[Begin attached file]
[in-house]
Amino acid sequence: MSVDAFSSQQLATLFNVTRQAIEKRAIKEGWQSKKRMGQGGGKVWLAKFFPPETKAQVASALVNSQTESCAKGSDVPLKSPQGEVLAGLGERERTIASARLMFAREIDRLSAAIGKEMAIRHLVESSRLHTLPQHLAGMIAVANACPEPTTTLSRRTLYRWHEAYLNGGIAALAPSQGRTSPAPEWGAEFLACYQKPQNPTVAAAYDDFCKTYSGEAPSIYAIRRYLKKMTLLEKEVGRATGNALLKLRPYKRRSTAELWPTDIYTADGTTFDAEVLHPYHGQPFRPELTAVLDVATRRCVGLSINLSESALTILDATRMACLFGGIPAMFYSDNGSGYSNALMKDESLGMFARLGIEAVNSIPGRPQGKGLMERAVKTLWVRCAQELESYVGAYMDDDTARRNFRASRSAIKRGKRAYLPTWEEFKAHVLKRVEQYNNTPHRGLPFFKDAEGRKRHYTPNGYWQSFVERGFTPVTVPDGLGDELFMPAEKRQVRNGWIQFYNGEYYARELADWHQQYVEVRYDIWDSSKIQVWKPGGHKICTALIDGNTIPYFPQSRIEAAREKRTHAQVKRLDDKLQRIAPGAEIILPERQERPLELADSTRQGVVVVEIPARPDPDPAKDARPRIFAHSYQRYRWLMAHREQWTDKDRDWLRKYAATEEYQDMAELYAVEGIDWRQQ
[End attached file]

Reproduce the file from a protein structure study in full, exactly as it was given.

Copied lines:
[in-house]
Amino acid sequence: MSVDAFSSQQLATLFNVTRQAIEKRAIKEGWQSKKRMGQGGGKVWLAKFFPPETKAQVASALVNSQTESCAKGSDVPLKSPQGEVLAGLGERERTIASARLMFAREIDRLSAAIGKEMAIRHLVESSRLHTLPQHLAGMIAVANACPEPTTTLSRRTLYRWHEAYLNGGIAALAPSQGRTSPAPEWGAEFLACYQKPQNPTVAAAYDDFCKTYSGEAPSIYAIRRYLKKMTLLEKEVGRATGNALLKLRPYKRRSTAELWPTDIYTADGTTFDAEVLHPYHGQPFRPELTAVLDVATRRCVGLSINLSESALTILDATRMACLFGGIPAMFYSDNGSGYSNALMKDESLGMFARLGIEAVNSIPGRPQGKGLMERAVKTLWVRCAQELESYVGAYMDDDTARRNFRASRSAIKRGKRAYLPTWEEFKAHVLKRVEQYNNTPHRGLPFFKDAEGRKRHYTPNGYWQSFVERGFTPVTVPDGLGDELFMPAEKRQVRNGWIQFYNGEYYARELADWHQQYVEVRYDIWDSSKIQVWKPGGHKICTALIDGNTIPYFPQSRIEAAREKRTHAQVKRLDDKLQRIAPGAEIILPERQERPLELADSTRQGVVVVEIPARPDPDPAKDARPRIFAHSYQRYRWLMAHREQWTDKDRDWLRKYAATEEYQDMAELYAVEGIDWRQQ